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Imagine a machine that could transport you from one side of the world to the other at the press of a button. One minute, you’re wandering amid the stupas of Borobudur, Java; the next, you’re exploring a grotto in Poland’s Wieliczka Salt Mine; later still, you’re following giant tortoises along a volcanic ridge in the Galapagos Islands. I haven’t been to any of these places. But thanks to that magical machine – not one, come to think of it, but several: on my desk at work, in the study at home, in the pocket of my jeans even – I know they’re all just a moment away.
For that, I salute the ever-increasing richness of Street View, the offshoot of Google Maps that allows you to parachute Pegman – the little yellow icon in the corner of the map – into panoramic photos of the real world.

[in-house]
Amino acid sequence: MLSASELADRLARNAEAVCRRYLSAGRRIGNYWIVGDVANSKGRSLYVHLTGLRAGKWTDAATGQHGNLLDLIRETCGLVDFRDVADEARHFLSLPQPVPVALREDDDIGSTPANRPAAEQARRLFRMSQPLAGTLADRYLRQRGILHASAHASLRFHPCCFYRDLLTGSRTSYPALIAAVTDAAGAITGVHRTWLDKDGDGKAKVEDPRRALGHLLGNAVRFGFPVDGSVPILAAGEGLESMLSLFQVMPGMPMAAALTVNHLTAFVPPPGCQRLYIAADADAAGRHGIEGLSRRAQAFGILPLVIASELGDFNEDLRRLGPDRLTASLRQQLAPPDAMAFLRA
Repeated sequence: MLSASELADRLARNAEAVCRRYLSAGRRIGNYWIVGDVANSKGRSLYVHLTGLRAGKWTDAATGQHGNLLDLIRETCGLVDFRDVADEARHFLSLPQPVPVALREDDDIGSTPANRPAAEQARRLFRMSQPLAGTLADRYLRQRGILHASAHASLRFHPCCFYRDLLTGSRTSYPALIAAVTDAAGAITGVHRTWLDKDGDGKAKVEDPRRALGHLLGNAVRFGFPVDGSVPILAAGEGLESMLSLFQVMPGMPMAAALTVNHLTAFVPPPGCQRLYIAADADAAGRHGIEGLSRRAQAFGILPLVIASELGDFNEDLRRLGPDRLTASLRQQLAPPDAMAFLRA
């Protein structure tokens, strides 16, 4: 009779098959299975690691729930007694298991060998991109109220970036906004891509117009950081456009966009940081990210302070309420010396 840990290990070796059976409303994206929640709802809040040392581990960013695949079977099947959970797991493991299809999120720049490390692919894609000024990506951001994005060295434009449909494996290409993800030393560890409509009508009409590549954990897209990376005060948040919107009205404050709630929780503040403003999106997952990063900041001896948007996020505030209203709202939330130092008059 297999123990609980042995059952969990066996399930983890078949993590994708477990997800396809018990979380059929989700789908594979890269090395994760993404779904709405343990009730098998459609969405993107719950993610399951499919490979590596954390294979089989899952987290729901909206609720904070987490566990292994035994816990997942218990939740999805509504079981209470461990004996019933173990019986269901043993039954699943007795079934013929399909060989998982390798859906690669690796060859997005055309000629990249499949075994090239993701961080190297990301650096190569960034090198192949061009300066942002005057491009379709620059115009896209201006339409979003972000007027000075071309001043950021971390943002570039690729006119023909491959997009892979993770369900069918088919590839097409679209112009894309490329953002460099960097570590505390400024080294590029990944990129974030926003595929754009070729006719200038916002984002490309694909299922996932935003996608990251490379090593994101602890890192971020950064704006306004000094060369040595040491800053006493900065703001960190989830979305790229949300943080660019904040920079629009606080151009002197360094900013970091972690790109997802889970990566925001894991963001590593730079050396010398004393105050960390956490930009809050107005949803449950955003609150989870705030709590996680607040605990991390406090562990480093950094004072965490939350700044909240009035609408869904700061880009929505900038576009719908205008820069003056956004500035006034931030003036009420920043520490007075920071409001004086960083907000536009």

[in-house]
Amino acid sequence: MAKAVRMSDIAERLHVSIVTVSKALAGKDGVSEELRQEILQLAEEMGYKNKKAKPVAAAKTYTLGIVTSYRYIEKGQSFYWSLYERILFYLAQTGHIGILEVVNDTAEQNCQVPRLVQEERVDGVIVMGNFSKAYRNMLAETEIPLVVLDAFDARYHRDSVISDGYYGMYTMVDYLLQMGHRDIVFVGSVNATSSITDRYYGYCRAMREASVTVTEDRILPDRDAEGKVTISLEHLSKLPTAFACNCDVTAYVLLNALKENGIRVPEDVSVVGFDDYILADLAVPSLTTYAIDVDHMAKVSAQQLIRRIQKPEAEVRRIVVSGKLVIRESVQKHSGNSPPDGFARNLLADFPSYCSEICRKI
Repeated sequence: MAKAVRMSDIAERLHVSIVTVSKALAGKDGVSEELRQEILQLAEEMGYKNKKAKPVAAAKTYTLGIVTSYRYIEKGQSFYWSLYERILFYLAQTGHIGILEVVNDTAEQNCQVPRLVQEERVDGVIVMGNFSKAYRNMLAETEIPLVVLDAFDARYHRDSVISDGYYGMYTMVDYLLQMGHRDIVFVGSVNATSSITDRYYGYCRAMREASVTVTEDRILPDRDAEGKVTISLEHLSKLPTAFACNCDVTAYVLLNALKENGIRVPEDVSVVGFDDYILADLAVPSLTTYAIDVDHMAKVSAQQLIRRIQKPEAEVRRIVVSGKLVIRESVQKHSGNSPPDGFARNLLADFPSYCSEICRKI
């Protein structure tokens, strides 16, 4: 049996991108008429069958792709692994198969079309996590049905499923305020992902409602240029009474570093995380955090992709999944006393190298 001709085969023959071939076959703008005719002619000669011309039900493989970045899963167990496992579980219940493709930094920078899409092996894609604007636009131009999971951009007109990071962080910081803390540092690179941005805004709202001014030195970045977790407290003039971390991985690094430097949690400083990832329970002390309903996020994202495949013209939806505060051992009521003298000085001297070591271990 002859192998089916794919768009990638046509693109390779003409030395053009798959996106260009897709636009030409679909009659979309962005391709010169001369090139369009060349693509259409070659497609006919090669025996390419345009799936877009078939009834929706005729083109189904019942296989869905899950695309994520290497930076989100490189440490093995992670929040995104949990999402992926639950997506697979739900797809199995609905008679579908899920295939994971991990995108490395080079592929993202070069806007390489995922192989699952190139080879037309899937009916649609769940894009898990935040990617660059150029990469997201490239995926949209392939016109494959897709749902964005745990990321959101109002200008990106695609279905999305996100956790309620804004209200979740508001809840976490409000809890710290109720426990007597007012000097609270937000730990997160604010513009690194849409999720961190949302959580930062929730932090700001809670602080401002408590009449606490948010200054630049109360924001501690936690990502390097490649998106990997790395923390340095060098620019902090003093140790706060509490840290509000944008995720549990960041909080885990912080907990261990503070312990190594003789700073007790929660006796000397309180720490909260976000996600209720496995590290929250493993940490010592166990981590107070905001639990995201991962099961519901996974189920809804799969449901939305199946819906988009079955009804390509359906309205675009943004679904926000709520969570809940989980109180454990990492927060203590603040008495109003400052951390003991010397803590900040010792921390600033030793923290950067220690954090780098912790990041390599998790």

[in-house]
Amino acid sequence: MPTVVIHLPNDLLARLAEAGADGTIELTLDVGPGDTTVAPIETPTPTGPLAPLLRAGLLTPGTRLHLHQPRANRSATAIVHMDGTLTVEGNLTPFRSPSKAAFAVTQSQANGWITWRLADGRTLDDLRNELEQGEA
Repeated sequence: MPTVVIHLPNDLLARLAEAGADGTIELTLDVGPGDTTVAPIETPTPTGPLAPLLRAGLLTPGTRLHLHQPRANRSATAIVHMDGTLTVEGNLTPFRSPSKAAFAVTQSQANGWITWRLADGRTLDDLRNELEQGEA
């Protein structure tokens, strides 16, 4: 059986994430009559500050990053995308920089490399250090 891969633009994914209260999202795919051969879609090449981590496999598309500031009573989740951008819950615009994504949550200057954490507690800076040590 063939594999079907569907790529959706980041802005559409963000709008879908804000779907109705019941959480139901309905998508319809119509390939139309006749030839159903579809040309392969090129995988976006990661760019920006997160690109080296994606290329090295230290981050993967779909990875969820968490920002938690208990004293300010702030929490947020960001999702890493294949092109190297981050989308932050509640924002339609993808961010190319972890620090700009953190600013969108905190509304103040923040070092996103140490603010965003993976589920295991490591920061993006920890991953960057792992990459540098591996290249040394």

For many people, Street View, virtual reality, and whatever technology builds on or supplants them, will provide the impetus for adventure. No question about it. But is it too fanciful to suggest that it might also signal the start of a different trend: the ‘traveller’ who, for reasons ranging from lack of opportunity to outright apathy, explores the world through technology alone.